But someone has to. Someone has to assume the role of "primary caregiver". I hate that label, but there isn't a better one. Someone has to put their career on the back burner so that they can jump if their child needs them. A child won't just get on with their day when they are sick. They don't want to go to school with the flu (and neither should you, but that's another debate), they want to curl up on the sofa with one of their parents. And it's probably going to be mummy. 

In our rush to encourage women that they can become doctors, CEO's, astrophysicists and any number of jobs that, fifty years ago, would have solely been the domain of men, we've forgotten about a woman's choice. 

Stay At Home Mum is not exactly presented as a career choice by careers officers. Motherhood now seems to be something we are expected to do alongside a career, not as a career.  

And because of that mentality, so many women do not have a choice. They already have bills that require two salaries, because the expectation is that women work. So they can't make the choice to stay at home with their children, because they cannot afford it. 

I'm not for a moment suggesting that all women secretly harbour a desire to be a stay at home mum, but many do. Having to juggle so many responsibilities is exhausting. 

Just as exhausting is trying to figure out exactly what you really want. I am lucky enough to be a stay at home mum, which had I been left to my own devices, I would not have been able to make that choice. 

Before we moved to the Middle East, we were looking at houses. Houses that would exhaust both of our mortgage allowances. My mum cautioned me and said that I might not want to return to work once I had children, and so not to rely too heavily on my salary when looking at houses. 

I ignored her. I was convinced that I would want to return to work. I loved my job and I didn't want to give it up. Had life not worked out the way it did, I would have been regretting ignoring her advice now.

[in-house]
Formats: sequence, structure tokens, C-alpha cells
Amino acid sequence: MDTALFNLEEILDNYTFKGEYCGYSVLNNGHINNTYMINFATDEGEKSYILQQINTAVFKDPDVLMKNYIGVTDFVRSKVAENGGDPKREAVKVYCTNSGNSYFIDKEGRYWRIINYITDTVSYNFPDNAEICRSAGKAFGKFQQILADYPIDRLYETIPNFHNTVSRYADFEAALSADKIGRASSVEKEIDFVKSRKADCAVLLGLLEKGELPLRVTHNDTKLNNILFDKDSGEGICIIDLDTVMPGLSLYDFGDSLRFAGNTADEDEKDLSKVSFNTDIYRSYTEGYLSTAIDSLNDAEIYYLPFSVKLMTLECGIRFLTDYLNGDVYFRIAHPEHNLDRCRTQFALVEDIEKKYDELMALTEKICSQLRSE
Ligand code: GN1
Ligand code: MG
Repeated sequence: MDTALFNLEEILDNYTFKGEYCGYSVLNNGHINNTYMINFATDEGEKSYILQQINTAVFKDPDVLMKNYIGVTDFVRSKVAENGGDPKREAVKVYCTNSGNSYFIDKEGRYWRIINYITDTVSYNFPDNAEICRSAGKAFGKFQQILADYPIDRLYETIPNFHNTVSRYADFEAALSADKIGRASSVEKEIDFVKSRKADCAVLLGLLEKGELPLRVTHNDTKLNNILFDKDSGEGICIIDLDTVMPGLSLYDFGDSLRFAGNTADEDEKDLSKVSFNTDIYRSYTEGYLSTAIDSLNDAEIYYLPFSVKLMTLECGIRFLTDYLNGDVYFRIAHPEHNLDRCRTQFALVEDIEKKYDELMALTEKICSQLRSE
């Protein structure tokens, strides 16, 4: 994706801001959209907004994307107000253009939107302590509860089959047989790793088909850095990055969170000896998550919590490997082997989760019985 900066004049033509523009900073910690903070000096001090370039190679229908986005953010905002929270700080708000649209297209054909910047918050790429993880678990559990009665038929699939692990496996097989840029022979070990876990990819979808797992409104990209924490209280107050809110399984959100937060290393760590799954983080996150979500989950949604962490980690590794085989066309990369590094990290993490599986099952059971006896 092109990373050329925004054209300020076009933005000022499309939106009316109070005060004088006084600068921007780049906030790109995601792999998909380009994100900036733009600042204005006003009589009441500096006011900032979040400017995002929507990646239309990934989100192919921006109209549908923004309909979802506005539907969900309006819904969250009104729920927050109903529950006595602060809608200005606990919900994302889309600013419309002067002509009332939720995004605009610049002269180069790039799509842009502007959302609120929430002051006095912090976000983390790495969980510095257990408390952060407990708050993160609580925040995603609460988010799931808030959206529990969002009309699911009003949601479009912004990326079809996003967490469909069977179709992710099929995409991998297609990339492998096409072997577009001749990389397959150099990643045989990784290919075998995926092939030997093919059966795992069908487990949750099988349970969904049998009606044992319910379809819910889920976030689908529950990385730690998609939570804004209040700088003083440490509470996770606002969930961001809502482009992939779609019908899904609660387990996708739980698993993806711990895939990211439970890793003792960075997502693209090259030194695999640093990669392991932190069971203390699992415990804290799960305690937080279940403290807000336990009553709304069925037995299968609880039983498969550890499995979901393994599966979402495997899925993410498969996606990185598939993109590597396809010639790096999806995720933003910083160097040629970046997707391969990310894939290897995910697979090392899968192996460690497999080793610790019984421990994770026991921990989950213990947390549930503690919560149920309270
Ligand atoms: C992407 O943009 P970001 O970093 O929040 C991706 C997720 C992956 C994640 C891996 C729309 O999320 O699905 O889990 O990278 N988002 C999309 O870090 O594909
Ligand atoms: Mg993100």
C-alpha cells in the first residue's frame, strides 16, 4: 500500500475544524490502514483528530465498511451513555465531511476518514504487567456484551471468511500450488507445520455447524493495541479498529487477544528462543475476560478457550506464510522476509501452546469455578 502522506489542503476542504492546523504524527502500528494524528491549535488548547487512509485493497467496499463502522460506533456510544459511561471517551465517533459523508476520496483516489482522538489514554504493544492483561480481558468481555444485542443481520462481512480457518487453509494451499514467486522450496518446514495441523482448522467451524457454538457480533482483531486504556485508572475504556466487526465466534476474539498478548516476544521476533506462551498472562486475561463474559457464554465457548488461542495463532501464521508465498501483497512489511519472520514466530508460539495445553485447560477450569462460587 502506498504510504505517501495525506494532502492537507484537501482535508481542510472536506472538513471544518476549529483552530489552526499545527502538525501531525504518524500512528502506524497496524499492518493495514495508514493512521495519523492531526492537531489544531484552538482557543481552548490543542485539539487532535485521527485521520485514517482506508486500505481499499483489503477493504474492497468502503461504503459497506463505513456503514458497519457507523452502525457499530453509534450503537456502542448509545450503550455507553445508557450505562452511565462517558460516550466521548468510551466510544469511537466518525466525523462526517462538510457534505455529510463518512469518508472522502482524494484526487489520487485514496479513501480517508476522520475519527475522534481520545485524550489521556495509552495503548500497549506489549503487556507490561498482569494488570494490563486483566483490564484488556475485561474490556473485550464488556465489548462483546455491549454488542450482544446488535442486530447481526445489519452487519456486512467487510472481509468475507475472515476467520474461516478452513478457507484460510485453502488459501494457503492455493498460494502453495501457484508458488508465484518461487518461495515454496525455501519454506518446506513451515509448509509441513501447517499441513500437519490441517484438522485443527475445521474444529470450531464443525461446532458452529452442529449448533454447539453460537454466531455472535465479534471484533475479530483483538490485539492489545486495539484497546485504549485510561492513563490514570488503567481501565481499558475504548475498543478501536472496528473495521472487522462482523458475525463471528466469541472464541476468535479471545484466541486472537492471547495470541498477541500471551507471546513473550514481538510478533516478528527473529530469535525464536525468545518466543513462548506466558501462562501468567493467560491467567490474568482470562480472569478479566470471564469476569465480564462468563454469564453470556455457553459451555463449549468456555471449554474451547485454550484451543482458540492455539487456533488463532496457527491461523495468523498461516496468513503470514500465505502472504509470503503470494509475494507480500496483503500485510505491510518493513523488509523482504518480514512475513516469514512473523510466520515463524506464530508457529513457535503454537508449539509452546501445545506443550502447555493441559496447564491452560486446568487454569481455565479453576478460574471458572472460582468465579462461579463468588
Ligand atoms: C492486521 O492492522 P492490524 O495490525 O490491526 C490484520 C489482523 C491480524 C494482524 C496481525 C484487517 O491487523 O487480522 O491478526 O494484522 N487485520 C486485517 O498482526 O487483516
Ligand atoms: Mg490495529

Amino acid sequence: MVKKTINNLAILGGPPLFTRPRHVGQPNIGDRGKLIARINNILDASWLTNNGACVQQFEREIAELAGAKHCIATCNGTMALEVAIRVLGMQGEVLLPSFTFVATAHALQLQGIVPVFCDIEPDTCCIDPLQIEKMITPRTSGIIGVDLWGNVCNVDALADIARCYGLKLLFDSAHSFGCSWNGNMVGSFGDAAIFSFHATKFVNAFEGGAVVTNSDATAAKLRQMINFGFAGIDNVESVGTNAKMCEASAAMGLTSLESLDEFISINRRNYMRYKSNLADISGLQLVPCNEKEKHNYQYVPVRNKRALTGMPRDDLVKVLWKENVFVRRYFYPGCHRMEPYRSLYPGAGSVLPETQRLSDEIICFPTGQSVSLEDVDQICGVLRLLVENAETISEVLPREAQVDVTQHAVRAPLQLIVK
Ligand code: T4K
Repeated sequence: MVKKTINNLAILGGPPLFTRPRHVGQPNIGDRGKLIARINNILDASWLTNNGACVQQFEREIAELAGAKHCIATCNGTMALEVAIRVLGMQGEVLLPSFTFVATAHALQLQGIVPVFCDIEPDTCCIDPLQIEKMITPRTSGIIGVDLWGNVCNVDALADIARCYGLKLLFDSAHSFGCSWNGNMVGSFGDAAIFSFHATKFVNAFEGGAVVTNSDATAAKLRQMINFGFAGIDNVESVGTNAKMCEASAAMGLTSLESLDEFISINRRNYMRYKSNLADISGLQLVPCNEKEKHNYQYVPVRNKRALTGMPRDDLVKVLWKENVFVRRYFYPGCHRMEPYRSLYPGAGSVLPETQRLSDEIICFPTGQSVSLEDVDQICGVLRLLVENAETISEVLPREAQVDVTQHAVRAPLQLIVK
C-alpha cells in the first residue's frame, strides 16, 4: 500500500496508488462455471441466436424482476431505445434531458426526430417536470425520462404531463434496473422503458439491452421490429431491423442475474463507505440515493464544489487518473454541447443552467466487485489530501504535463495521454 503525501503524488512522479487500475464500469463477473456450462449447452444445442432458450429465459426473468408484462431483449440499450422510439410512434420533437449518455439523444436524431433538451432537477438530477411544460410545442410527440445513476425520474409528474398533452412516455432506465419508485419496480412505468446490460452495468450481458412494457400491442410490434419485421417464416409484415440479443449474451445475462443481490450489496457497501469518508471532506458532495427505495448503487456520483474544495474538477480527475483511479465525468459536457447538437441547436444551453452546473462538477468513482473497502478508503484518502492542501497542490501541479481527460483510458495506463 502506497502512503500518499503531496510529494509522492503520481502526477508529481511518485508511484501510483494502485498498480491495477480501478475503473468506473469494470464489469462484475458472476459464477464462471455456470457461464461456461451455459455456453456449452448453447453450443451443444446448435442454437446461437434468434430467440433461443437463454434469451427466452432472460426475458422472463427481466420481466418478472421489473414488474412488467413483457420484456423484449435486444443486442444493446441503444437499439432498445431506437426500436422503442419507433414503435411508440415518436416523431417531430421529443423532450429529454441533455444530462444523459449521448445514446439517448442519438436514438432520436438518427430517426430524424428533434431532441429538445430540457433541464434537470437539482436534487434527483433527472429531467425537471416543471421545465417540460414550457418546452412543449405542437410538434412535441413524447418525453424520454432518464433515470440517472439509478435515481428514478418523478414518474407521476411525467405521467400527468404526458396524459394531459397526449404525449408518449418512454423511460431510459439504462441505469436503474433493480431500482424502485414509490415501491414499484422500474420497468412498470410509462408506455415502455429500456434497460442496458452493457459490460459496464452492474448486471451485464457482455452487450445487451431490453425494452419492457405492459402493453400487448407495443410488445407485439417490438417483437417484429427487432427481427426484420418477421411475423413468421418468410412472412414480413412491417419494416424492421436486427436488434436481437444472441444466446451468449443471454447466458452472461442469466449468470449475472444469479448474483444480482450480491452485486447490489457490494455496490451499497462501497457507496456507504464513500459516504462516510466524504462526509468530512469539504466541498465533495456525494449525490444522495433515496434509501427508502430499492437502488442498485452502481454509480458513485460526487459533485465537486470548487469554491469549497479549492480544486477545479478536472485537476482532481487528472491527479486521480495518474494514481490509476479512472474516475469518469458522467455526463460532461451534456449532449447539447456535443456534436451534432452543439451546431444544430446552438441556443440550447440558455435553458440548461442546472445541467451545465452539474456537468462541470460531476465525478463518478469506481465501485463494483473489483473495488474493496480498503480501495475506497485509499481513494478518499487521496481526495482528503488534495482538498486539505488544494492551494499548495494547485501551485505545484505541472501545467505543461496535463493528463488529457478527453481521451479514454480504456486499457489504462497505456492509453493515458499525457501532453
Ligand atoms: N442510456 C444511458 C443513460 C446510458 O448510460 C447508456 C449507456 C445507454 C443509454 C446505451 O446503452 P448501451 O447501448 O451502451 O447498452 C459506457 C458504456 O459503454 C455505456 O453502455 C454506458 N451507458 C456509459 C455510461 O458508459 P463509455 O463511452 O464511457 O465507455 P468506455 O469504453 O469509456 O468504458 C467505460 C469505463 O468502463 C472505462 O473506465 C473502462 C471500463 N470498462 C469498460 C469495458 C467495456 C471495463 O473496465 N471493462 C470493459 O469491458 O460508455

Because I want to be at home with my children. I want to take them to school every morning and pick them up every afternoon. I want to be the mother who makes them sit at the dining room table and do their homework every night. 

Being at home with my kids has required a huge adjustment period. It's not an easy choice by an stretch of the imagination. I've had to really concentrate on what I want and what I'm letting go of. It's not an easy road but it's the right one for me and my family. 

Moving to the Middle East with my husband's job meant I had no job. So the home we rent is rented on his salary. We live on his salary. We have never had two salaries since I fell pregnant with my two year old. So we don't need it or miss it. I'm still thankful for what life has given us, as it's given us real choice. 

Now there is nothing wrong with wanting to go back to work. Nothing wrong with wanting something for yourself. We all need to carve out our own niche in this life. If you are given the choices, you will make the choices that make you the best mother you can be. Whether that be a working mum or a stay at home mum, or a mixture of the two. 

I just feel that sometimes equality has pushed things a little bit too far, leaving mothers with little to no choice over how much time they get to spend with their children. 

How do you find your balance?